Wednesday 7am Zoom Class

Two weeks ago we had an Zoom chat Thursday evening. Then we did a trial Zoom class the following Wednesday morning. The short story is that we are going to do the Wednesday morning chair Yoga class, at the usual time, via Zoom while we’re still in lock down.

A longer version, the consensus from the guys who attended the trial class was that it is worth a punch on the card.  And while it was a different experience, it was also nice to see some familiar faces and chat a bit.  And let’s not forget the usual excellent humor.

Class will be in the 40-50 minute range.  We’ll also be opening the room 10-15 minutes before the official start time, and people are welcome to stay afterwards to chat. Please feel free to try it out the first time, on me.

If you are just finding out about the class, please email for details.  You can find my Email address on the side bar to the right.

I was touched by the variety of people who showed up for both the chat and the trial class. John joined us from Portland. I hadn’t seen Ken for over a year. Two guys from Monday’s class tried it out. And, a kid I had worked with years ago, who’s now a young man, found one of the videos I had recorded and reached out to me. He came to the online class. It was really nice to see everyone. I appreciate each and every one of you.

Additionally, some of us have some immune issues that might require maintaining social distancing longer than the general population.  If we do transition to in-person classes in the near future, I am planning to offer a Zoom class at a different time if people would like that.

Please take care of yourself!

Men’s Yoga – Coronavirus Update

Gentlemen, as we remain in the midst of the Coronavirus lock-down, I thought it was time to resurrect the Men’s Yoga Email Update. So here goes. I’ve been getting emails from different folks and appreciate the kind words; from how the body is missing the work out, to even missing the jokes!  Who knew?

Alas and alack Corvallis Men’s Yoga remains on indefinite hiatus.

Trevor Noah interviews Dr. FauciI have been remiss to get back to you all on one point; though I may have been exposed to the virus, I did not display any symptoms associated with this virus. Remember, it manifests itself differently in each person, so we can be contagious without knowing it. For more information from two guys I really like check out Trevor Noah‘s interview with Dr. Fauci.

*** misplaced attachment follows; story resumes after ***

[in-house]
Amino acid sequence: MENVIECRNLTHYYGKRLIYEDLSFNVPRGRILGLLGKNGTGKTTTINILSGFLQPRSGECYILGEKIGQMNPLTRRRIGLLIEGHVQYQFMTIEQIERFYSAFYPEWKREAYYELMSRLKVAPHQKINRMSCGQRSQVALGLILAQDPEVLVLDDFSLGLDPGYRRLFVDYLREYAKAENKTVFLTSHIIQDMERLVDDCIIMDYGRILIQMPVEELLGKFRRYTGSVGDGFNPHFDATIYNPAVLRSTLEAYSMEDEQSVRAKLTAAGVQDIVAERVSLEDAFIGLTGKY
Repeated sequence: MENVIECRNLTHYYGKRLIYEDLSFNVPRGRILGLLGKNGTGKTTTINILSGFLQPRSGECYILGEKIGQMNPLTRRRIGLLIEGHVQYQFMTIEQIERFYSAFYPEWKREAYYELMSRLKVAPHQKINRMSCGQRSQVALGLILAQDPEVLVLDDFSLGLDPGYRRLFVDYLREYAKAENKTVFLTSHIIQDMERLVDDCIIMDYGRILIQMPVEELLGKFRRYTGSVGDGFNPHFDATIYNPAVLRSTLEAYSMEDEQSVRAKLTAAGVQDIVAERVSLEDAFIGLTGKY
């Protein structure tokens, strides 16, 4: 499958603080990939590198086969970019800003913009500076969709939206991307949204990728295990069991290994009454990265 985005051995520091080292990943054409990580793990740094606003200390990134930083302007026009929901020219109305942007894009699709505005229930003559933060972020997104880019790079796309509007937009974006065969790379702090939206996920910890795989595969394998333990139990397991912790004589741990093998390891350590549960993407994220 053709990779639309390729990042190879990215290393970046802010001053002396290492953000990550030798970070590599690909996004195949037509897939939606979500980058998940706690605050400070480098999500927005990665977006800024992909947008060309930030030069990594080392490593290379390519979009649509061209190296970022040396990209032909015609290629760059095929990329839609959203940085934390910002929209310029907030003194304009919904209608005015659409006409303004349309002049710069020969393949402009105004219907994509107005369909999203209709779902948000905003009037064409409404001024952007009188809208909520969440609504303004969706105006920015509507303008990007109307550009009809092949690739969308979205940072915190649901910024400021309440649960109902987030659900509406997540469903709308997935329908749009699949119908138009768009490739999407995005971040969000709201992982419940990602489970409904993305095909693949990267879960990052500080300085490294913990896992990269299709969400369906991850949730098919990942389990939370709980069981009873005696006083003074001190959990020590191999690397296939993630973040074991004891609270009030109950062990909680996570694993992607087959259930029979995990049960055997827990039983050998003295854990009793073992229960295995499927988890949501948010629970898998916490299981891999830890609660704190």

Opening Meditation:

Everyone out there is doing videos, and I’ll admit some hesitancy to putting myself out there like that. But, flattery will get you everywhere. The demand was overwhelming; two people suggested I get with the times. So, I recorded the opening seated meditation that we do in our Wednesday morning class. It’s simple, familiar, and attainable. You can do just that, or segue into some stretches on your own. (Recording any more of these will be highly dependent on your feedback.)

Guy Stuff:

And finally, a new feature on the blog and email update will be called “Guy Stuff.” Lately, Norm and I have been trading pictures of our woodworking projects, and I didn’t want anyone to feel left out of the loop. Steph and I have been working on a bed frame, reusing wood from another project. You can see the progress here.

This is a great time to work on projects or return to hobbies. This kind of work can be a meditation of its own. In Yoga we use the body to occupy the mind. We can do the same with our hands. Use your hands to busy the mind.

Please take care of yourself by eating right, going for walks (at appropriate social distancing, of course) and getting enough sleep. Reach out to people too; give ’em a call, or shoot ’em an email. Stay in touch. I miss you guys.

André

Yoga and Emotions

We often come to yoga for the body; low back pain anyone? Or we want to maintain our range of motion, “I can’t tie my shoes!” However, there are other benefits to yoga such as emotional regulation and stress reduction. So while participants in the Rotterdam Study report that meditation and yoga helped them cope with stress, science attempts to answer why this is so. And here is what they discovered: